The ancient history of Yemen (South Arabia) is especially important because Yemen is one of the oldest centers of civilization in the Near East. Its relatively fertile land and adequate rainfall in a moister climate helped sustain a stable population, a feature recognized by the ancient Greek geographer Ptolemy, who described Yemen as Eudaimon Arabia (better known in its Latin translation, Arabia Felix) meaning Fortunate Arabia or Happy Arabia. Between the eighth century BCE and the sixth century CE, it was dominated by six main states which rivaled each other, or were allied with each other and controlled the lucrative spice trade: Saba’, Ma’īn, Qatabān, Hadhramaut, Kingdom of Awsan, and the Himyarite Kingdom. Islam arrived in 630 CE and Yemen became part of the Muslim realm.

The centers of the Old South Arabian kingdoms of present-day Yemen lay around the desert area called Ramlat al-Sab’atayn, known to medieval Arab geographers as Ṣayhad. The southern and western Highlands and the coastal region were less influential politically. The coastal cities were however already very important from the beginning for trade. Apart from the territory of modern Yemen, the kingdoms extended into Oman, as far as the north Arabian oasis of Dedan, to Ethiopia and even along the East African Coast to modern Tanzania.


Sabaean Studies, the study of the cultures of Ancient South Arabia, belong to the younger branches of archaeology since in Europe ancient South Arabia remained unknown for much longer than other regions of the Orient. In 1504 a European, namely the Italian Lodovico di Varthema, first managed to venture into the interior.Two Danish expeditions contributed to by Johann David Michaelis (1717–1791) and Carsten Niebuhr (1733–1815) among others, contributed to scientific study, if only in a modest way.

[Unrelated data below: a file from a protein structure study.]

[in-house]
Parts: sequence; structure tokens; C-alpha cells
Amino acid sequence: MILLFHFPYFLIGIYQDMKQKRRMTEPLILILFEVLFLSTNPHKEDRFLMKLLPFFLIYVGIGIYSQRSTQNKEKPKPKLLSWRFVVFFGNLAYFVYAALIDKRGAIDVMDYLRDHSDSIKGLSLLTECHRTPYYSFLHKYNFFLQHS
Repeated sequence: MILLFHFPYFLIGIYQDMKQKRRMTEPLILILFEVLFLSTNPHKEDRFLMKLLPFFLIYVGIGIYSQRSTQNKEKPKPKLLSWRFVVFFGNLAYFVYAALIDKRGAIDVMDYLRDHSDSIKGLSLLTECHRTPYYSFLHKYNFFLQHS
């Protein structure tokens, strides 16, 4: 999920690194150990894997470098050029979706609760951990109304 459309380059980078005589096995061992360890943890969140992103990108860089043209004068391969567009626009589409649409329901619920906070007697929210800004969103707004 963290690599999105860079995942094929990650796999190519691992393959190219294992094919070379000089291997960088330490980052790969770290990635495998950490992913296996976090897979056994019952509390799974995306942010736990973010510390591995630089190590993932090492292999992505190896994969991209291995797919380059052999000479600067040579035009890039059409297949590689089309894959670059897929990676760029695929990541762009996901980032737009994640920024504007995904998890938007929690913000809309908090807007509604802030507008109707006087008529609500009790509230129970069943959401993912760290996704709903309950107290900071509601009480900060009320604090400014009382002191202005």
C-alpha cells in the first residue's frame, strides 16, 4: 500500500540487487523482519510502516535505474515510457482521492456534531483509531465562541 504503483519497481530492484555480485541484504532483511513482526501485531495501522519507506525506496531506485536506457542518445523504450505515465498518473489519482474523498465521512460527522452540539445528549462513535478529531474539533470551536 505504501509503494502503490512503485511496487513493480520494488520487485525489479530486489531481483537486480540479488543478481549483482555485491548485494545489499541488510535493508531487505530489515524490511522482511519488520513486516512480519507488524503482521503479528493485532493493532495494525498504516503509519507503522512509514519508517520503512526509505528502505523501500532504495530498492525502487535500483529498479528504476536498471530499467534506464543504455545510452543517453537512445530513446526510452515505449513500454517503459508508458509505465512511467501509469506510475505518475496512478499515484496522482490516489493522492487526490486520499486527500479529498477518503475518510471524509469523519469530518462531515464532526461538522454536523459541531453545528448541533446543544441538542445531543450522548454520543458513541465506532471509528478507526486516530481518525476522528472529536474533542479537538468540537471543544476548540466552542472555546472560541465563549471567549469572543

In the first half of the 19th century other European travelers brought back over one hundred inscriptions. This stage of investigation reached its climax with the travels of the Frenchman Joseph Halévy 1869/70 and the Austrian Eduard Glaser 1882–1894, who together either copied or brought back to Europe some 2500 inscriptions. On the basis of this epigraphical material Glaser and Fritz Hommel especially began to analyse the Old South Arabian language and history. After the First World War excavations were finally carried out in Yemen. From 1926 Syrians and Egyptians also took part in the research into ancient South Arabia. The Second World War brought in a new phase of scientific preoccupation with ancient Yemen: in 1950–1952 the American Foundation for the Study of Man, founded by Wendell Phillips, undertook large-scale excavations in Timnah and Ma’rib, in which William Foxwell Albright and Fr. Albert Jamme, who published the corpus of inscriptions, were involved. From 1959 Gerald Lankaster Harding began the first systematic inventories of the archaeological objects in the then British Protectorate of Aden. At this time Hermann von Wissmann was particularly involved with the study of the history and geography of ancient South Arabia. In addition, the French excavations of 1975–1987 in Shabwah and in other locations, the Italian investigations of Paleolithic remains and the work of the German Archaeological Institute in the Ma’rib area are particularly noteworthy.